Cora Crawley (née Levinson), Countess of Grantham (b. July 18, 1868) is the daughter of Martha Levinson and Isadore Levinson, the wife of Robert Crawley, Earl of Grantham, mother of Lady Mary Crawley, Lady Edith Crawley and Lady Sybil Branson nee Crawley, mother-in-law of Tom Branson, future mother-in-law of Matthew Crawley, and soon-to-be Grandmother to her youngest daughter and son-in-law's first child. She is American and married into British nobility.
- Violet: "I've written to your mother. She's very anxious, naturally. She suggested coming over."
- Cora: "Oh, God."
- Violet: "Well, that's what I thought. So I put her off. Told her to come and admire the baby."
- — Violet and Cora discussing her pregnancy.[src]
Born Cora Levinson in Cincinnati on July 18, 1868, she was the only daughter of a dry goods multi-millionaire Isidore Levinson and Martha Levinson, and had an Aunt, though it is unknown as to wether the aunt was from her mother's side or her father's side, or whether the aunt was by blood or by marriage. Cora has a strained relationship with her mother.
As a young woman, she was brought to London in her first season by her socially ambitious mother, in order to marry a member of the British nobility. She met and got engaged to Robert Crawley, the future heir and title of Downton Abbey, much to Robert's mother chagrin. As part of their marriage contract, Cora's fortune was tied to the family Estate, which was to keep the heir of Grantham from becoming bankrupt.
Life at Downton
While their marriage was initially one-sided in love, after a year Robert fell in love with her and their marriage was perfectly happy . After her father-in-law died in 1898, Cora became the Countess of Grantham, her husband Robert became the Earl of Grantham, and, over their twenty four year marriage, the Countess would give birth to three daughters, Mary in 1892, Edith in 1894, and Sybil in 1898, however none of her daughters could inherit the title or her wealth. The solution was to have the eldest daughter, Mary, marry the heir Patrick Crawley.
Series OneCora was curious about Evelyn Napier, especially since the man seems to be of importance for Mary. Cora asks Mary whether she likes him and Mary replies by saying "I don't dislike him". This then builds up more questions from Cora to Mary about Napier such as "What is he writing about?", "Where is he staying?", "Who's friends?" and later insisting that he must simply come to Downton Abbey. Cora also reveals that she had a connection of friendship to Napier's late mother. There is a possibility that because Cora was close with Napier's late mother, it can cause Cora to feel quite comfortable that Mary is writing to him. Cora then starts a discussion with Violet and Robert about Mary's perspective and actions about Napier. Violet agrees that Mary should pursue Napier since Mary is not interested in Matthew anyway. Cora reports that the Napiers have plenty of money. Cora feel concern because Violet does not seem pleased. Violet says that she is pleased, but she does not think the whole scheme of Mary pursuing Napier is brilliant. Violet says that she does not want Robert to use marriage as a fight over Mary's inheritance, Cora reassures her of no such thing, saying that it won't make any difference. She says that the price of saving Downton is to accept that Matthew is the heir of the fortune and the estate. She in fact, points out that she rather admires Matthew but she does not believe that it is sufficient reason to hand over the money. Cora visits Mary's room to announce that there was a letter from Evelyn Napier which says that he will bring a friend from the Turkish Embassy, a man named Kemal Pamuk. She continues reading to say that Kemal Pamuk is son to one of the sultans and is here to attend the Albanian Talk, to create an independent Albania. Cora invites this Mr.Pamuk to stay in Downton as well. She finishes by saying that Mary will ride out with him.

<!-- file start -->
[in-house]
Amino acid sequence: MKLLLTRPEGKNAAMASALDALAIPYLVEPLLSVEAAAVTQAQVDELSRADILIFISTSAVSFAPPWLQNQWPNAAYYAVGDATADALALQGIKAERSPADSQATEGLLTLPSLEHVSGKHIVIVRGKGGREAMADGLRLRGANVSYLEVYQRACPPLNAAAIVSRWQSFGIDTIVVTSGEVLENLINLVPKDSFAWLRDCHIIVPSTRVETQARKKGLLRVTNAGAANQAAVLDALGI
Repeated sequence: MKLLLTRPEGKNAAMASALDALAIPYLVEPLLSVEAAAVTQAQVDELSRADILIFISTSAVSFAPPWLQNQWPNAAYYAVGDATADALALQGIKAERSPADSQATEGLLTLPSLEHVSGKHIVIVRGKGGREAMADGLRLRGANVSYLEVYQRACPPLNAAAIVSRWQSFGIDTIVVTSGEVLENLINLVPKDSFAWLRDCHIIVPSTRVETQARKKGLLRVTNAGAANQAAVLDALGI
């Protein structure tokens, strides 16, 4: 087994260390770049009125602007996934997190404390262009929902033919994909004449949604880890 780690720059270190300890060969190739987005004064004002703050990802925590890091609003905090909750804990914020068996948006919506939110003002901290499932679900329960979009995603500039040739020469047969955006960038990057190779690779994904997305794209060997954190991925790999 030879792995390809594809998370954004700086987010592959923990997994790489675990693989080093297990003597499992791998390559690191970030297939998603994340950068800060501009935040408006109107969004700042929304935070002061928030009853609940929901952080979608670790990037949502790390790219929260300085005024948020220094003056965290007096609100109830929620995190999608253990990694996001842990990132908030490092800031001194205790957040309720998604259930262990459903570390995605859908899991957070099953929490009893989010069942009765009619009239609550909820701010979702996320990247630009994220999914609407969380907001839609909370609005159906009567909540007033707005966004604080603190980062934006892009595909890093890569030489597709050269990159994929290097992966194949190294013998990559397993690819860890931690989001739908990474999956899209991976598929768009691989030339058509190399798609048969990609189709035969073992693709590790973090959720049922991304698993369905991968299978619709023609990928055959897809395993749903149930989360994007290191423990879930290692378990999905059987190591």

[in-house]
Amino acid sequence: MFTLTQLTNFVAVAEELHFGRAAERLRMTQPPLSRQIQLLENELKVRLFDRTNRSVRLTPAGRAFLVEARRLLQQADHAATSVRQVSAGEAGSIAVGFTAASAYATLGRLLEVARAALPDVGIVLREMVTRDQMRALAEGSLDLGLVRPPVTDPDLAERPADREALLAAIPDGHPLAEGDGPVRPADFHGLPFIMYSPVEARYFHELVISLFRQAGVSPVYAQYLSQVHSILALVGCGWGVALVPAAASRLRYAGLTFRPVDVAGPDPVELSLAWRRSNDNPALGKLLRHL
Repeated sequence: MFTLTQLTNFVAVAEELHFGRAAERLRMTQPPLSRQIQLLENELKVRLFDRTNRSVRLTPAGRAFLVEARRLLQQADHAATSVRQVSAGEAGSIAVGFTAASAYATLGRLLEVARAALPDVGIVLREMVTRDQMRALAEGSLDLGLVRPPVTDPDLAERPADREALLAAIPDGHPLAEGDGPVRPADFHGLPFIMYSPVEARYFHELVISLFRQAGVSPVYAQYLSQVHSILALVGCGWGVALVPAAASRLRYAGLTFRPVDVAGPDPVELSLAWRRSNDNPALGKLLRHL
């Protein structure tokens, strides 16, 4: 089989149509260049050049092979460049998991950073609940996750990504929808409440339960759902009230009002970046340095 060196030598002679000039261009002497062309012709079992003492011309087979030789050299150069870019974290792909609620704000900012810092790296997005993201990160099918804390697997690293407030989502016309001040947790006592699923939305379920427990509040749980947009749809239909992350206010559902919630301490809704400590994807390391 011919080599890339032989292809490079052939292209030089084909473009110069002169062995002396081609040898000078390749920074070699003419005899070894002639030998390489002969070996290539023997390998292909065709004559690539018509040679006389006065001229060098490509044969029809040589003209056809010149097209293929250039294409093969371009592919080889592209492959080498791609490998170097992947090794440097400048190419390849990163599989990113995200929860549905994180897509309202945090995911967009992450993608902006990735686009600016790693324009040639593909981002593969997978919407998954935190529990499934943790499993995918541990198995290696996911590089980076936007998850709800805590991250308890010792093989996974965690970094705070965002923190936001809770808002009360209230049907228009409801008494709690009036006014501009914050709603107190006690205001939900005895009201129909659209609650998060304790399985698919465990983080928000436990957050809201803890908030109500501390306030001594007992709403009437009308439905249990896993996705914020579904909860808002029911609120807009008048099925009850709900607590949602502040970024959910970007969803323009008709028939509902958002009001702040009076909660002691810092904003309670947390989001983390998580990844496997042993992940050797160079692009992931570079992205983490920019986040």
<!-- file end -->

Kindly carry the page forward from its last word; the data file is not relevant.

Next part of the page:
The very next evening Cora meets Mr.Pamuk and Napier, greeting both of them whilst getting a little kiss on the hand from Mr.Pamuk. During dinner on their discussion on Gwen's dream of becoming a secretary, Cora expresses that it matters because she wants the people who work for the family are content.